That's the end result of O'Bannon, which will probably also help push the big five conferences down the road of secession from the NCAA, in the name of slowly fending off their own demises. Good riddance I say; deadweight loss is deadweight loss, whether it's friendly service, or watching an exciting NCAA tournament game with Butler squaring off against Wichita State. Yes, there's a hidden cost in everything; more spots at the table for the mid-majors and the Big East conference mean less for us. While it'd be nice for Rutgers athletics to get its act together on its own, I'm not exactly holding my breath given recent events. It's not really personal (except for the Big East, which deserves all manner of contempt that you can bestow upon it), but they're another obstacle in our way, so it's in our interests that they be destroyed.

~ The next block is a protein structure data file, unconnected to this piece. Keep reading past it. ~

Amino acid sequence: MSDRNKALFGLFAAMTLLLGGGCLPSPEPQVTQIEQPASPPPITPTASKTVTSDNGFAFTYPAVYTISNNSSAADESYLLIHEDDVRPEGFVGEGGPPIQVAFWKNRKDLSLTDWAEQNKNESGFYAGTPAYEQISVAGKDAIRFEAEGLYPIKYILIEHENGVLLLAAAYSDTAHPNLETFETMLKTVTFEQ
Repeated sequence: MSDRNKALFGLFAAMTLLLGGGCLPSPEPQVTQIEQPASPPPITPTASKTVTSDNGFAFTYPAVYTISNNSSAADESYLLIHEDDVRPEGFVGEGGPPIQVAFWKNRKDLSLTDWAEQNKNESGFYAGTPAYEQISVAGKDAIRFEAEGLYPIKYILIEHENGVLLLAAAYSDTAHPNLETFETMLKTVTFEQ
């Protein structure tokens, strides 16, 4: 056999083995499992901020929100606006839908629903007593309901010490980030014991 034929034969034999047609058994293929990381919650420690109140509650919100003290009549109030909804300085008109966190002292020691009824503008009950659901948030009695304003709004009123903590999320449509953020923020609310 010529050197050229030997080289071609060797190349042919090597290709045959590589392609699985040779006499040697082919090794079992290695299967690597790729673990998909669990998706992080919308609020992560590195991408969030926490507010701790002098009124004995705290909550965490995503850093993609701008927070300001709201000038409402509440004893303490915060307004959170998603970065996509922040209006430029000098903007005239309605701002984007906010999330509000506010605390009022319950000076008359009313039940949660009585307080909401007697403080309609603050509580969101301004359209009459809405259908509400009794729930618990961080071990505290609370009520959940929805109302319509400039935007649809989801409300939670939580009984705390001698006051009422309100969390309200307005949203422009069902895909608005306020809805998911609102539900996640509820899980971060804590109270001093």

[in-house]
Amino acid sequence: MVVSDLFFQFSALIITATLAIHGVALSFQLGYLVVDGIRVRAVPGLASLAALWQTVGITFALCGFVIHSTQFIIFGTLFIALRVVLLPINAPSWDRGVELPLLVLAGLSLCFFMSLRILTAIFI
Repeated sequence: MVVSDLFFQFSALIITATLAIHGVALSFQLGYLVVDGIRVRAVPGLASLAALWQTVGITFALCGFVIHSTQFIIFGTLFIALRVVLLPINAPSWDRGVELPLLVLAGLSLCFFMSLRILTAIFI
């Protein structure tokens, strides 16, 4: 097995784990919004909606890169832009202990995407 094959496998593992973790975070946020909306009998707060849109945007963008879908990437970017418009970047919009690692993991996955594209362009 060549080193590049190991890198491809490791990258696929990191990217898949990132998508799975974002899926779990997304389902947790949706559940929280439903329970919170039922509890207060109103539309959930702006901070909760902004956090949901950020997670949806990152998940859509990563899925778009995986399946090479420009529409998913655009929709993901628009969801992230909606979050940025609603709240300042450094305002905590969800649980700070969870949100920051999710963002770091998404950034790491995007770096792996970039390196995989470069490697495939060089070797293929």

The fact that Hermann doesn't realize this, that she still has a little sport mindset when there is so much at stake, is really the reason more than anything else why she is dangerously unqualified to be the athletic director at Rutgers University, and every single day that she remains at her post remains a continuing unimaginable tragedy. The fact that Flood is causing even more damage, that the media is giving Penn State a free pass and has a propensity to often say stupid things about Rutgers, or any other number of a uncountable myriad sins shouldn't take away from this clear truth. The end game of college athletics, the deliverance that Rutgers fans have anticipated for so long, is well nigh upon us, She's a problem, and we need to ditch the Fred Gruninger/Julie Hermann playbook once and for all, and get back to Tim Pernetti's big time mindset while we still have a chance.